TRADE POLICY REVIEW: QATAR
21 and 23 February 2005

Concluding remarks by the Chairperson


See also:
> Press release: Further reforms would help sustain already impressive economic growth


This first Trade Policy Review of Qatar has given us a better understanding of its trade and related policies, and of the challenges it faces. The preparation of an excellent country report by Qatar has provided a useful opportunity for domestic review of trade policies — and the comprehensive assessment by the WTO Secretariat has provided all of us a valuable reference. Our dialogue has further contributed to our understanding through direct exchange between Members. It has been stimulated by the full and open engagement of the high-level Qatari delegation led by H.E. Sheikh Mohammed bin Ahmed bin Jassim Al-Thani, Minister of Economy and Commerce, as well as the insightful comments by the discussant, and the thoughtful interventions by other delegations.

Members commended Qatar for its impressive economic perfomance over the past few years. This was as a result both of its macroeconomic reforms and development strategy implemented since the mid-1990s, and of high oil and natural gas export earnings as from mid-1999. Members also appreciated Qatar's efforts to diversify its economy away from crude oil, and for ensuring intergenerational equity in the exploitation of its non-renewable resources, through health, education and infrastructure projects. Recent measures taken by Qatar to improve the business environment and liberalize its investment regime were also welcomed, although delegations noted that it remains restricted in certain key activities, such as banking, insurance and commercial services, some of which continue to be dominated by public companies.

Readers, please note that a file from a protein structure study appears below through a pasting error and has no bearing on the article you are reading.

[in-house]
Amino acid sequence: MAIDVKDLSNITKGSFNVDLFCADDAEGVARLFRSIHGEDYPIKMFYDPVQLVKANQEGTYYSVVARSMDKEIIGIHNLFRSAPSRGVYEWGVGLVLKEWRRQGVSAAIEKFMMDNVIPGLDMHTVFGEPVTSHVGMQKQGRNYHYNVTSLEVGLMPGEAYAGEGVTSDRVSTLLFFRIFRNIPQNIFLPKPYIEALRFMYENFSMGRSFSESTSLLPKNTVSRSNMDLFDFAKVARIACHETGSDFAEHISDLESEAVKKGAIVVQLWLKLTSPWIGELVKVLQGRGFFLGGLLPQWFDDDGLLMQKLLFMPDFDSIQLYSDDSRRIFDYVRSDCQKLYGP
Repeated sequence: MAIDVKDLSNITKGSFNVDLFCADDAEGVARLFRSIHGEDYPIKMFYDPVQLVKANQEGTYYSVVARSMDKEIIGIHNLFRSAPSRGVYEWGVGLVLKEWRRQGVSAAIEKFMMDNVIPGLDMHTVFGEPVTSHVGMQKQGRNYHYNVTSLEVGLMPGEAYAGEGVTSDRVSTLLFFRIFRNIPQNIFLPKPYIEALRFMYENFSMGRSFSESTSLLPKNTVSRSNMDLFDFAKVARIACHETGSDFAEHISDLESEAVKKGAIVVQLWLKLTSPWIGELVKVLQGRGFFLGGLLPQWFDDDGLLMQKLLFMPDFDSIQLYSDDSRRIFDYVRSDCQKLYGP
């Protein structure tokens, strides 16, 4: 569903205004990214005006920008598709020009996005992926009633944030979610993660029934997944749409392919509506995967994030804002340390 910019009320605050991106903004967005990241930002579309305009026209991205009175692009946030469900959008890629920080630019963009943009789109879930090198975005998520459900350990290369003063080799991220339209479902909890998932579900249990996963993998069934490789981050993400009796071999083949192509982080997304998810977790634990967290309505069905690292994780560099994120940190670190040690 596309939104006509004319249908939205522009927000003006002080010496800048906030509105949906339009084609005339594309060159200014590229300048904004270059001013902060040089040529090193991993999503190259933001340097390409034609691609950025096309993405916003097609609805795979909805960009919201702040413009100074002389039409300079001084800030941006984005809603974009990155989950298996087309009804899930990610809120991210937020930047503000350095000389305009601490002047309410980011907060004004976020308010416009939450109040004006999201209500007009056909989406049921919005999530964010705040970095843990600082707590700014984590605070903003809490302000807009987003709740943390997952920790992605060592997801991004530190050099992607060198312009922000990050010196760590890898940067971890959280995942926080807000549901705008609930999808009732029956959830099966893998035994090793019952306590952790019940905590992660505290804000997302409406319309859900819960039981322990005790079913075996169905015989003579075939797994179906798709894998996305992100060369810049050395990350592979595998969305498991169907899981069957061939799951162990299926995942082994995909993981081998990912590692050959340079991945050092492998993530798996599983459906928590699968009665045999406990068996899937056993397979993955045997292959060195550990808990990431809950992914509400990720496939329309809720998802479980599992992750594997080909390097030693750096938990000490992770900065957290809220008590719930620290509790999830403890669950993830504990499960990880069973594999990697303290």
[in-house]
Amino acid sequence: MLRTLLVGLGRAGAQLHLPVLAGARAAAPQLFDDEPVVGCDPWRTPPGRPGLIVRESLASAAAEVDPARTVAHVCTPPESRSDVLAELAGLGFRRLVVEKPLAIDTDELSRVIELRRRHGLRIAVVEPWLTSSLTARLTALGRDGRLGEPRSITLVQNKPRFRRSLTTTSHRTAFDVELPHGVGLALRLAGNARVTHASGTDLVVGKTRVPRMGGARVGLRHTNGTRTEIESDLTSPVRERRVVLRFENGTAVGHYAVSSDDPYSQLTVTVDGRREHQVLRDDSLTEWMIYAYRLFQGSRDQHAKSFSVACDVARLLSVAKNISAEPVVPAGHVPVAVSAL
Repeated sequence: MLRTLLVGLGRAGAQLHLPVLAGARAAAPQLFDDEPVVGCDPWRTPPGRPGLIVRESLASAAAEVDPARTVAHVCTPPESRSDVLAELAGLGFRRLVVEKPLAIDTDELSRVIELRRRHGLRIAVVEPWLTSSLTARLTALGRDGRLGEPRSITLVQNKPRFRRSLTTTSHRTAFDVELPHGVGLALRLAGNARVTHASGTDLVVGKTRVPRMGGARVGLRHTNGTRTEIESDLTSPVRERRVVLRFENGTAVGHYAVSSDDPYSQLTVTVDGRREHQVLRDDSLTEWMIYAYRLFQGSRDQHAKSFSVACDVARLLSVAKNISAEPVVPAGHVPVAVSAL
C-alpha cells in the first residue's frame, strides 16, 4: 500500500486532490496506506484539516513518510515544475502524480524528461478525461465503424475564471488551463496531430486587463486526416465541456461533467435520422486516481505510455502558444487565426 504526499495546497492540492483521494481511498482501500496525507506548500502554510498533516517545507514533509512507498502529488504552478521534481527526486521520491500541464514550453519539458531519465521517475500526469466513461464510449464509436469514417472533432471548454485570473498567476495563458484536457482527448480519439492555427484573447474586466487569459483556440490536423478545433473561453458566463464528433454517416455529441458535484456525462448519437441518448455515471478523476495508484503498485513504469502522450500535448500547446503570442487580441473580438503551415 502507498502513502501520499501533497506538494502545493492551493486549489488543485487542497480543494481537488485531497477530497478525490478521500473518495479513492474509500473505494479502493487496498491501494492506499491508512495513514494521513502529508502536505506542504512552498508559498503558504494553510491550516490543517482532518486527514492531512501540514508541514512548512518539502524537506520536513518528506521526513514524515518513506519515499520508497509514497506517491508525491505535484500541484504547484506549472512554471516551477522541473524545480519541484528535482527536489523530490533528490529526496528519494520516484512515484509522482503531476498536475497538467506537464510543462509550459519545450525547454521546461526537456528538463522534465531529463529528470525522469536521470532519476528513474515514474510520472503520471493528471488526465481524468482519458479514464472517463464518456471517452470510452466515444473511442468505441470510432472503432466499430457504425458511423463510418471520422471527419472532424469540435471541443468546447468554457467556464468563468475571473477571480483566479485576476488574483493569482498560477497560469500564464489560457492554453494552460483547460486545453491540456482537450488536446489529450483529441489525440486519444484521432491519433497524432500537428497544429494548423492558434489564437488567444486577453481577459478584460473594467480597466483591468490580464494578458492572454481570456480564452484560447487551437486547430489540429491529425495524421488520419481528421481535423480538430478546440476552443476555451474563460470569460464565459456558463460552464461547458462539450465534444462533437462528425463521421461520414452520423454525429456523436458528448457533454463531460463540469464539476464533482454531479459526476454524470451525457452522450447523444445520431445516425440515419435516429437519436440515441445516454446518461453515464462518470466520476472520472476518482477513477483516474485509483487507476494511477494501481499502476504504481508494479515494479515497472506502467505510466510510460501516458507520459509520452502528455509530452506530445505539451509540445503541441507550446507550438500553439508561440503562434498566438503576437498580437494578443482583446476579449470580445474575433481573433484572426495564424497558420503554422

Members appreciated Qatar's hospitality during the fourth Ministerial Conference where the Doha Development Agenda was launched, and encouraged it to increase its participation in WTO activities and to fully meet its notification requirements. Qatar's market for all products is quite open, and the bulk of its trade has taken place on an MFN basis. However, it was indicated that a slight increase in protection of certain industries followed the application of the GCC common external tariff by Qatar on 1 January 2003. In this regard, Members urged Qatar to take steps to make its applied tariff fully WTO compatible. Concerns were also expressed about the imposition of a 5% commission on parallel imports of certain products, and the enforcement of WTO provisions on customs valuation.

Some Members asked about Qatar's intention to adopt legislation on contingency trade remedies and competition policy. They encouraged Qatar to amend its government procurement regime to remove, inter alia, the local agent requirement, and the price preferences for domestic and GCC products. Members also sought further clarification on: preferential trade negotiations; import restrictions (prohibitions, licensing); incentive schemes and price controls; TBT and SPS measures; protection of intellectual property rights; agriculture (food security and state support); oil, natural gas and electricity (state intervention and further diversification); manufacturing (“Quality Qatarization” programme); and services (GATS commitments, financial, telecoms, transport, and tourism).

Members appreciated the responses provided by the Qatari delegation, including the clarifications provided with respect to customs valuation procedures.

In conclusion, I encourage Qatar to pursue the implementation of its already impressive reforms, including further improvement of its multilateral commitments, with a view to enhancing the transparency, predictability, and credibility of its trade regime, and adherence to WTO principles. I invite Members to assist Qatar by providing adequate technical assistance, including in trade capacity building, and by further opening their market for products towards which Qatar is diversifying its exports.